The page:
Having spent this entire month in South Korea taking photography sorties on a regular basis, it was not easy to choose a pick from the sizeable archive. But I narrowed it down to this one because of the steps that led up to it’s creation.
It was late in the afternoon, and I was on my way up to the top of what I call Hill #1. It is the first of 5 big hills (or small mountains, whichever you would like to call them) that are just a 10 minute bike ride from the apartment. It had taken me a while to find the trail and park the bike, so I now only had a few minutes before I needed to head back home.
The hill was steep, but as soon as I reached the top, I was simply awed by the peaceful view that met my sight. Purple wildflowers in full bloom grew thickly beneath oriental pine trees, constituting a colorful foreground to sprawled city and distant mountain ranges. I took in the view for a few moments before pulling the camera out for some pictures.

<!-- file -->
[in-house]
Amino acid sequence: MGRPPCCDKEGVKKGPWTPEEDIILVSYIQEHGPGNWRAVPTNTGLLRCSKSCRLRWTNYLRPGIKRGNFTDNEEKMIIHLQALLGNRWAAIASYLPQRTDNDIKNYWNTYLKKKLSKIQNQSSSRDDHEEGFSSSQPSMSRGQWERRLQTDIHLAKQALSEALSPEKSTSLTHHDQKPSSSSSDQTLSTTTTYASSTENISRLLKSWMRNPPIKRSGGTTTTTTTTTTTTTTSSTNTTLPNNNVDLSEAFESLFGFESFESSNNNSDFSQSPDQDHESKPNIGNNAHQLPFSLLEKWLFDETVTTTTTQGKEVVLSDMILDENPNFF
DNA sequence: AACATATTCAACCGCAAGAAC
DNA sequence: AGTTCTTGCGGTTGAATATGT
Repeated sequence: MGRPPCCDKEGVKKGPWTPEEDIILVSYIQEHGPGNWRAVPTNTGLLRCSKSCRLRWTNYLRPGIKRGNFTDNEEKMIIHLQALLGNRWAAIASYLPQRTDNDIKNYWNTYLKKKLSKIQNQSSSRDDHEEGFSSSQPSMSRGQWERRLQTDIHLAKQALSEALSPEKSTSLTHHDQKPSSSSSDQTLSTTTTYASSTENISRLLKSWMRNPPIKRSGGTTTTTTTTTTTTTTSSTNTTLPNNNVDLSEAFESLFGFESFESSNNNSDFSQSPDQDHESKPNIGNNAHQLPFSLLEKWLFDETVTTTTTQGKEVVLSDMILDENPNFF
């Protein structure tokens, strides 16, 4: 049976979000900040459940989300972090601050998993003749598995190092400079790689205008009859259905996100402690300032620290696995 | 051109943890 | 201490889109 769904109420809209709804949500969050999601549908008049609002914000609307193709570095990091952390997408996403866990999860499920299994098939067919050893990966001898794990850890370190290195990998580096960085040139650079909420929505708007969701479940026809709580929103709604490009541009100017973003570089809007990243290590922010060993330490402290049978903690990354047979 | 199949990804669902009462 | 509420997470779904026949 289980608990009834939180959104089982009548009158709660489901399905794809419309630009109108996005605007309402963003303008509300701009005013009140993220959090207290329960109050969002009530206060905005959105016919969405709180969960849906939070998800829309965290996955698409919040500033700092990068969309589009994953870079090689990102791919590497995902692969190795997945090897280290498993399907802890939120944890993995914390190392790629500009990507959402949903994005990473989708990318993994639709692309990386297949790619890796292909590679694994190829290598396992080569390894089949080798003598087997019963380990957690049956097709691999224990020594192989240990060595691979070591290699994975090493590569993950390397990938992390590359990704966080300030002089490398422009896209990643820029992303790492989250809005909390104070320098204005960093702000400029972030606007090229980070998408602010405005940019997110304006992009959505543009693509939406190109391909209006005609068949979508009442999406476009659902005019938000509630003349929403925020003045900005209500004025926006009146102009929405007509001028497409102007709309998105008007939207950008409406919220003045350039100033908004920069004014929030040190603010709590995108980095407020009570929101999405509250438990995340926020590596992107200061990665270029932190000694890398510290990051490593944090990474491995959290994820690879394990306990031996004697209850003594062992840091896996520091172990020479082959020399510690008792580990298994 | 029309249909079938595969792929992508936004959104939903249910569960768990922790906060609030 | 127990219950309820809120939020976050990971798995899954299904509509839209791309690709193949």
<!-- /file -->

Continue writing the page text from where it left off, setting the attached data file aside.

I soon found that it was impossible to capture what I could see with my eyes. The sun was still too high in the sky to be shot directly into, but that was really the only way to shoot. As I contemplated the situation, an idea came to mind from something I had read the other day: to reduce glare when shooting into the sun, partially cover it up. So I tried it out. To be in a position where the pine tree would partially cover the sun required me to get off the overlook platform and stand on my tippy toes. But it worked! Instead of having the picturesque foreground silhouetted against the sky or ruined by lens flare, I was able to reduce the intensity of the sun just enough to achieve a more correctly exposed picture. And, I must add, I think it is a brilliant effect too.